Get started? How to avoid mistakes!

Bridge with the jumper cable? Or would you prefer to push? Empty or defective car batteries are a classic driver annoyance in winter. We explain how to get started correctly!
If you haven’t got it yet, you’re just lucky. Many people know the sound of turning the ignition key in winter. Tick, tick, tick. Nothing. That means: the battery is on strike. The battery is particularly required in freezing temperatures, as it loses a lot of power when the temperature drops due to the slowed chemical reaction. An example: If 65 percent of the actual power is still available when the engine is started at minus 10 degrees, it is only 50 percent at minus 22 degrees. And if the battery has been around for a few years, many attempts to start fail in winter.

Push on when the battery strikes?

Forget the topic “Who loves his car, who pushes!” Asking neighbors, friends or passers-by to push the vehicle to start the engine is actually only helpful for young and old cars. In the worst case, unburned fuel, particularly in newer vehicles, can get into the catalytic converter and damage it.

Jumper cables a better choice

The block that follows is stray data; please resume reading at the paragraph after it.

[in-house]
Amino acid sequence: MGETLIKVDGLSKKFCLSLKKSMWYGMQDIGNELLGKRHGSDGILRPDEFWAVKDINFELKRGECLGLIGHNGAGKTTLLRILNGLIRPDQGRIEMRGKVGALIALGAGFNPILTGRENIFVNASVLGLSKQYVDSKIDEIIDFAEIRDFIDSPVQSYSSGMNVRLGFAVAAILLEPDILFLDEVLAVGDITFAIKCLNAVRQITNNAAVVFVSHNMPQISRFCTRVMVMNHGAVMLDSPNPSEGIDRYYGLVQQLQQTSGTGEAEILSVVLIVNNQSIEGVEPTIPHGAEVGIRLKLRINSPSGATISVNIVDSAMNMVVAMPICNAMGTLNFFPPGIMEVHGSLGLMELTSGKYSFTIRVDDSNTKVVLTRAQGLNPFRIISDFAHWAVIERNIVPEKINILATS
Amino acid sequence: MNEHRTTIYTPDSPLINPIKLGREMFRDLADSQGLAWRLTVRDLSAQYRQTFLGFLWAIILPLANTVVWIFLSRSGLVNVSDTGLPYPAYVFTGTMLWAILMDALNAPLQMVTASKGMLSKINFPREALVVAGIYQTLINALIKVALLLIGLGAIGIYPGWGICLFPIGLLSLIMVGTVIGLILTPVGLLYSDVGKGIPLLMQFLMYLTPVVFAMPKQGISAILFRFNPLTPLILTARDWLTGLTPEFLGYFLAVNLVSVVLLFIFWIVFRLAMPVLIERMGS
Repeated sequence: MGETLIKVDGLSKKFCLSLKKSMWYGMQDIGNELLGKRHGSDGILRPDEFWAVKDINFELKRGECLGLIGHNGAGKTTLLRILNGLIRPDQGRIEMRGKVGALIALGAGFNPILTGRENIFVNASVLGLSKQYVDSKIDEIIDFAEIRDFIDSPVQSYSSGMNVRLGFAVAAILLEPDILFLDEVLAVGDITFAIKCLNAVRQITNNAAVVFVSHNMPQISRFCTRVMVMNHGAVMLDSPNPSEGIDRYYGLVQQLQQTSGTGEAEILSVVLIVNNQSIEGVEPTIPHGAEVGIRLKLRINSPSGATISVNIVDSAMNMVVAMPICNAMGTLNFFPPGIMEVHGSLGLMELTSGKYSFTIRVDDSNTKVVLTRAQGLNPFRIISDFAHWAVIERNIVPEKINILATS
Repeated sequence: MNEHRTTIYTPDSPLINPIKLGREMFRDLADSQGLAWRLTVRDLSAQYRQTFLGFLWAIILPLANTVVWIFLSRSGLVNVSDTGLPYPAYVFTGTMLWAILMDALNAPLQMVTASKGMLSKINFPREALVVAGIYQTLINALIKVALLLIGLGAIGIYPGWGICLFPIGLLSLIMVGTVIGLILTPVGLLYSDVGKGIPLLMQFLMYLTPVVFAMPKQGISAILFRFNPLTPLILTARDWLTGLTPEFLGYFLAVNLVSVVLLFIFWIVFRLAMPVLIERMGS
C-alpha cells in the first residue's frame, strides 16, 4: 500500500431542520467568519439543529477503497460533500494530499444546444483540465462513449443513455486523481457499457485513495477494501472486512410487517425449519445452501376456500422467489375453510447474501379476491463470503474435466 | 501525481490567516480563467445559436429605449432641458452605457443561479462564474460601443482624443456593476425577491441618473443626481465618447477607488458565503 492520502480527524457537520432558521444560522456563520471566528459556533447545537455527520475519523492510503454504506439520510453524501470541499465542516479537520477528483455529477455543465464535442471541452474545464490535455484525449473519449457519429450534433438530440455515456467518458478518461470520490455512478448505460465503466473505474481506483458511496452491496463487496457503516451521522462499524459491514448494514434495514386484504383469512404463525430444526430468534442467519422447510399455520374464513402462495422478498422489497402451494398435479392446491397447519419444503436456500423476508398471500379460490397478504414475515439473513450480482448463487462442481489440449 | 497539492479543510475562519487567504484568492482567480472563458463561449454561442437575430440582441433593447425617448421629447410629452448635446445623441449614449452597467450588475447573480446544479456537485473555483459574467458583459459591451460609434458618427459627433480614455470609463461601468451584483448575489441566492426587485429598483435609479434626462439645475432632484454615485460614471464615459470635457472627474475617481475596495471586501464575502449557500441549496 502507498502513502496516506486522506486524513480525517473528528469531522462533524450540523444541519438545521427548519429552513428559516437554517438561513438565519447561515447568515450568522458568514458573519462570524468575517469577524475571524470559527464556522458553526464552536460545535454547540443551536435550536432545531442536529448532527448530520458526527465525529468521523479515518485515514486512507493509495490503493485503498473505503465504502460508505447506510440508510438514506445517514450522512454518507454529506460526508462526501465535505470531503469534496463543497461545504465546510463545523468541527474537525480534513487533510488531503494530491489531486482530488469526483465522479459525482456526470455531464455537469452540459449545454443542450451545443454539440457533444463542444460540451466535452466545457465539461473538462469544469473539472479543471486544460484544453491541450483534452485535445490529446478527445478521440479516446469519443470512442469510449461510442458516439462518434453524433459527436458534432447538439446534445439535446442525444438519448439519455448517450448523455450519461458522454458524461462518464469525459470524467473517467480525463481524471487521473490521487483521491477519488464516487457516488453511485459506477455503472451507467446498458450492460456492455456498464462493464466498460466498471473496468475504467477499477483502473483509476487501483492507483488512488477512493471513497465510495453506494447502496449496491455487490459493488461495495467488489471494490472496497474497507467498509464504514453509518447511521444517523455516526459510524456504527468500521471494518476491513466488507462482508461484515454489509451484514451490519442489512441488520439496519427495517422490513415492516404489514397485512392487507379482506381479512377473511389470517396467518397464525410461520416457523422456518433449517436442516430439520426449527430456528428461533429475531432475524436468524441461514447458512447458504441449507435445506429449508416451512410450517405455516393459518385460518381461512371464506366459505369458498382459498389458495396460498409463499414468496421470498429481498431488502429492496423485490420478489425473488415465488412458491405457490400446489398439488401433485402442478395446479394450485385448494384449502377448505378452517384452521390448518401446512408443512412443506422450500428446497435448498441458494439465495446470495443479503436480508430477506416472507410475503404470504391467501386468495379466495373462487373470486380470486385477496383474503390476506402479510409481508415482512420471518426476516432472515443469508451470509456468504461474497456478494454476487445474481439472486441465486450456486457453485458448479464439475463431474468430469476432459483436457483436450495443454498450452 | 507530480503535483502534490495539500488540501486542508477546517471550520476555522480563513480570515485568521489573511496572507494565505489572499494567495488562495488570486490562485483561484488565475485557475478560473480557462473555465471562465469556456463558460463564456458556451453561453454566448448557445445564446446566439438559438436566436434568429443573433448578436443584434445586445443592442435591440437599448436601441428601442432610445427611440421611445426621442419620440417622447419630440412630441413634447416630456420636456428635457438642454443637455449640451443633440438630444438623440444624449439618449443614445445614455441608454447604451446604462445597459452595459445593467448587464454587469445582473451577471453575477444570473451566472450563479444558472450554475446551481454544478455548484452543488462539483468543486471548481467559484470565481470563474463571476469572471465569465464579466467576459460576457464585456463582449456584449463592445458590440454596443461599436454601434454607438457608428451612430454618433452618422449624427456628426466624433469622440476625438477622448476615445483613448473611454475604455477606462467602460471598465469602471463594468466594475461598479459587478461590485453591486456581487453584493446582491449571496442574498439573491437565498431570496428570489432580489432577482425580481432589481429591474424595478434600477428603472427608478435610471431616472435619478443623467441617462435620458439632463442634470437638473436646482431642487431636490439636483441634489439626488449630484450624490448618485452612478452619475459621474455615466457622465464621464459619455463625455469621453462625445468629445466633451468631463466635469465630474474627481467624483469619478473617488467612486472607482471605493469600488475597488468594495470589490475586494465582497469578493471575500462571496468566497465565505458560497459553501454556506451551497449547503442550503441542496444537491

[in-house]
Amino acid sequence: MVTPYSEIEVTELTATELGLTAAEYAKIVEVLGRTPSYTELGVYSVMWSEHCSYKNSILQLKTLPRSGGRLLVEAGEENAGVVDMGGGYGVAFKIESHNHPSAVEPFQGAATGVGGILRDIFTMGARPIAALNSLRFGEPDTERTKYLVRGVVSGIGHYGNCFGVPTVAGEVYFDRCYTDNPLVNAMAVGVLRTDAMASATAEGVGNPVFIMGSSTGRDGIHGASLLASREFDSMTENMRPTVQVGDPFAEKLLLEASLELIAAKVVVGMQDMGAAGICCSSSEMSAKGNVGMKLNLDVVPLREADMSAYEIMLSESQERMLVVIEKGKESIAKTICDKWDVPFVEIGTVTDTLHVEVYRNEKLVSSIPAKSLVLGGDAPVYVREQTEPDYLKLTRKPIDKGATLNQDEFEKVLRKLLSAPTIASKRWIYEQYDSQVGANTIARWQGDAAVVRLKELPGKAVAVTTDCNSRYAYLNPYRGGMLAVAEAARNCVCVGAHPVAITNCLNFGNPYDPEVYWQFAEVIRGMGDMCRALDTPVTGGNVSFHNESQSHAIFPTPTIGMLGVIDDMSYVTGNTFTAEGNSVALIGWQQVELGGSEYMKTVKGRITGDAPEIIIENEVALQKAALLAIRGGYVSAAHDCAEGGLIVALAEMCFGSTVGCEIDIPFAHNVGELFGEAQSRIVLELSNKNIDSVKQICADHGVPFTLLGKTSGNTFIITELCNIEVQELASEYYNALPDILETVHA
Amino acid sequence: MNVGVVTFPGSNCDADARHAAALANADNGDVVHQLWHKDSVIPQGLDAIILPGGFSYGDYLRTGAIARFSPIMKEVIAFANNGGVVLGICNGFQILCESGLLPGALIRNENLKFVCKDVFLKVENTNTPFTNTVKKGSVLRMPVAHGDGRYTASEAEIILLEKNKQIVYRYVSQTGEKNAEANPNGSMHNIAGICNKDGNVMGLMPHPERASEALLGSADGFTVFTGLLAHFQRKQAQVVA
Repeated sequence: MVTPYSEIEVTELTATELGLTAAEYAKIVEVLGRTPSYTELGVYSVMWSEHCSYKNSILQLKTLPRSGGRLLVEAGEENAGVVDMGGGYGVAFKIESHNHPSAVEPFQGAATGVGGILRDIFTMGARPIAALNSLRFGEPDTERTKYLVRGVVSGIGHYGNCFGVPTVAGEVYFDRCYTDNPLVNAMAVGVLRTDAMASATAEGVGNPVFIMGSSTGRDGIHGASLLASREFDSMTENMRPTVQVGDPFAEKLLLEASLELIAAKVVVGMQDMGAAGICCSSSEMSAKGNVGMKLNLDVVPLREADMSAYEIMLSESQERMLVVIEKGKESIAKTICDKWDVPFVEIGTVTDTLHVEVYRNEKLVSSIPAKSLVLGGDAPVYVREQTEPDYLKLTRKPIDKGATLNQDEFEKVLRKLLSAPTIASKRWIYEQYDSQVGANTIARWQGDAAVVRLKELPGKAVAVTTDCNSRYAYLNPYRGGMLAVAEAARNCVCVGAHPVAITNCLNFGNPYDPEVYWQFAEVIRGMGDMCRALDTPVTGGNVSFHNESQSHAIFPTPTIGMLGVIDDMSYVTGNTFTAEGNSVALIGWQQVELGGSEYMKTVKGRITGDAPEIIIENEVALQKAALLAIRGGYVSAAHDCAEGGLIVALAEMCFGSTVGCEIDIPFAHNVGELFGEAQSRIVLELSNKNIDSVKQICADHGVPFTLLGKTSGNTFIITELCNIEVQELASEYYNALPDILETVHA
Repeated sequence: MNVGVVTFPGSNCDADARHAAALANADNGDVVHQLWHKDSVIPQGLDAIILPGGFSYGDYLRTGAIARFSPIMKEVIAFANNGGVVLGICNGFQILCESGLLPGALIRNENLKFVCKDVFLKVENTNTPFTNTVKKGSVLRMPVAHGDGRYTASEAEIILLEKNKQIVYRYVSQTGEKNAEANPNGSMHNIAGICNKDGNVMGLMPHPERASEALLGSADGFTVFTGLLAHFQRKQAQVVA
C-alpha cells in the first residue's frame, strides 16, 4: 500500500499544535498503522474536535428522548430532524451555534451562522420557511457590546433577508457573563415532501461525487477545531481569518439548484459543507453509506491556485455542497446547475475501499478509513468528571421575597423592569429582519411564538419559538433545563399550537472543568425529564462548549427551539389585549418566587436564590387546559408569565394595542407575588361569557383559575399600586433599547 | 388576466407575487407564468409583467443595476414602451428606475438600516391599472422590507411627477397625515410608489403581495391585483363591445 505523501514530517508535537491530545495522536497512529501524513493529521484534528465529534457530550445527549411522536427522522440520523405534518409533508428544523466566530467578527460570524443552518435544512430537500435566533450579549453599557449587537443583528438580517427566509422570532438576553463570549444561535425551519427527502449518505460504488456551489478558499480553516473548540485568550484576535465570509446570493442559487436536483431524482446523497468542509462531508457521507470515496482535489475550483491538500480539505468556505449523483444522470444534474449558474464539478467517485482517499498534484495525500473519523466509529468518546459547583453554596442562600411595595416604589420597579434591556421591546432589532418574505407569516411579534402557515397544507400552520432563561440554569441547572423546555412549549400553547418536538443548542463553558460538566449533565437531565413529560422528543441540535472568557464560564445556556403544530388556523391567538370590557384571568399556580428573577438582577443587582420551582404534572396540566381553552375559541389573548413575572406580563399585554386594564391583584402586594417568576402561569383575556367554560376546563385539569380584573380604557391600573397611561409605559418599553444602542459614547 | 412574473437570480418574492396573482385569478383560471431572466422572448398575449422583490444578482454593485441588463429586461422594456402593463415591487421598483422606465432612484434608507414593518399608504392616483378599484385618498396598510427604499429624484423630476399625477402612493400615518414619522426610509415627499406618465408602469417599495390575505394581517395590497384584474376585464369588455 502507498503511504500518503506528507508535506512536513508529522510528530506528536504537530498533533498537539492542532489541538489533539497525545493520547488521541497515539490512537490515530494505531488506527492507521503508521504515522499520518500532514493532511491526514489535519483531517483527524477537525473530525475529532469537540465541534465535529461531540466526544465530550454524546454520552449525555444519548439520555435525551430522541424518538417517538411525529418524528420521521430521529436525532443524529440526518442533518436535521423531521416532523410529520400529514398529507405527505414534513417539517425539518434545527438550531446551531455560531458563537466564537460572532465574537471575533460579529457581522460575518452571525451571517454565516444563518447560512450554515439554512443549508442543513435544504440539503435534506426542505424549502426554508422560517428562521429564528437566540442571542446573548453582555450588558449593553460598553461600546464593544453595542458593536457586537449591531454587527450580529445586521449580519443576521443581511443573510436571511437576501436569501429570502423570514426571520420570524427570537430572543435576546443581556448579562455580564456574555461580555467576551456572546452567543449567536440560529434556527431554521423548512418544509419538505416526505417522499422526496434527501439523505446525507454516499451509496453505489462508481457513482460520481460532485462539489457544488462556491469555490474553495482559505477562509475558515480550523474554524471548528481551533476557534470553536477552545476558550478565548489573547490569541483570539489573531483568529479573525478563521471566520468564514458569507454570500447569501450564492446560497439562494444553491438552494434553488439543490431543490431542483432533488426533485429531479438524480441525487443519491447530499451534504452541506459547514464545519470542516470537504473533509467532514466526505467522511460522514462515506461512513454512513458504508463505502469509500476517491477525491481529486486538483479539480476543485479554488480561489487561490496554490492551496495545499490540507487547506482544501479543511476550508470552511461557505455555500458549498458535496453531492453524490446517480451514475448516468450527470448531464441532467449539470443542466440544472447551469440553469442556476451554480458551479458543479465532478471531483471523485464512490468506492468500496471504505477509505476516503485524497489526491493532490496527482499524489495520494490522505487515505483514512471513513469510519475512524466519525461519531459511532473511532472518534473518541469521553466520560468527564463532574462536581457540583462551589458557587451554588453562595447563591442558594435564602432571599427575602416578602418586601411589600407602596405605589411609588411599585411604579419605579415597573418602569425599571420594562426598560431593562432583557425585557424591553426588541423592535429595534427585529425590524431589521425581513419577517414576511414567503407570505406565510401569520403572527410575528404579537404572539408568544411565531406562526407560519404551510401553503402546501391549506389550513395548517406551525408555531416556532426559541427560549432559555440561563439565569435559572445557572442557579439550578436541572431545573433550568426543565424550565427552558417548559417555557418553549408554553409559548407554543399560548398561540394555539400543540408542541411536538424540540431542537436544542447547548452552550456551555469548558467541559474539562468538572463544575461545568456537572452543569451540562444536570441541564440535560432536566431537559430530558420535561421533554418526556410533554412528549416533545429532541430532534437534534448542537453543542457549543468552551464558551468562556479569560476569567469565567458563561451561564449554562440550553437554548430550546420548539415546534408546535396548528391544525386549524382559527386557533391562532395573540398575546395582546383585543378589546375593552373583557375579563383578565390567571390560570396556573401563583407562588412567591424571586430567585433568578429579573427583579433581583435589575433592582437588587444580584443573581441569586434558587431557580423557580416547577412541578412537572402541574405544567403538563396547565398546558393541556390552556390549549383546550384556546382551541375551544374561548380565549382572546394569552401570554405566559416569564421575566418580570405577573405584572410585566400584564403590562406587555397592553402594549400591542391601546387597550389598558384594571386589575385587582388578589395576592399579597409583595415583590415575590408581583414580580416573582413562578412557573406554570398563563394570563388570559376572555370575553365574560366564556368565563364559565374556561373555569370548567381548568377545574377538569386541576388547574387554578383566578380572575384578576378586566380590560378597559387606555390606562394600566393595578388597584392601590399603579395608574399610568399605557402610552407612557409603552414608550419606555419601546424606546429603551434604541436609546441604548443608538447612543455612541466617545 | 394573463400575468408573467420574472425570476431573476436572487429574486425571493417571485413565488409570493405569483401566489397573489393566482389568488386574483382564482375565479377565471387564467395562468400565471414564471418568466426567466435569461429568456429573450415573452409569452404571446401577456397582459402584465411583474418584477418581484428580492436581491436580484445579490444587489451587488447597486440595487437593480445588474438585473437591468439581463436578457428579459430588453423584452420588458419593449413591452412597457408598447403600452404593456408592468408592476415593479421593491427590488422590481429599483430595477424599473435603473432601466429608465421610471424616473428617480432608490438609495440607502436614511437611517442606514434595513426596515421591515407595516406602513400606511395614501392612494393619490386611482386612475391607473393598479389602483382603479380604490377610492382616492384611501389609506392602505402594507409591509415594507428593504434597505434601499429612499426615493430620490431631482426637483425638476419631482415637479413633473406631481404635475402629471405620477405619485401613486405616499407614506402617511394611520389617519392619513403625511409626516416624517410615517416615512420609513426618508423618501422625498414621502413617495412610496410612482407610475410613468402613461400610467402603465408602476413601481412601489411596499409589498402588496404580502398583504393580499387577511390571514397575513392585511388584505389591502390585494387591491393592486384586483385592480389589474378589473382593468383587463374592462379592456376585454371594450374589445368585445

Jump-start jump starting is a better choice. But the same applies here: if the cable is connected incorrectly, expensive damage to the electrical system can result. First connect the red cable to the positive battery poles of the donor and recipient car, then the black cable comes to the negative pole of the donor car. In the breakdown vehicle, it belongs to a metal part on the engine block. If you connected the earth lead to the negative pole of the empty battery, sparking gases could ignite when connecting or disconnecting, which would destroy the battery.

Then start the engine of the donor vehicle. Then try to start the engine in the slave vehicle. If the slave vehicle is running, switch on the lights and the rear window heating. If everything worked out, disconnect the cables in reverse order (first black, then red). Beware of rotating parts with the engine running.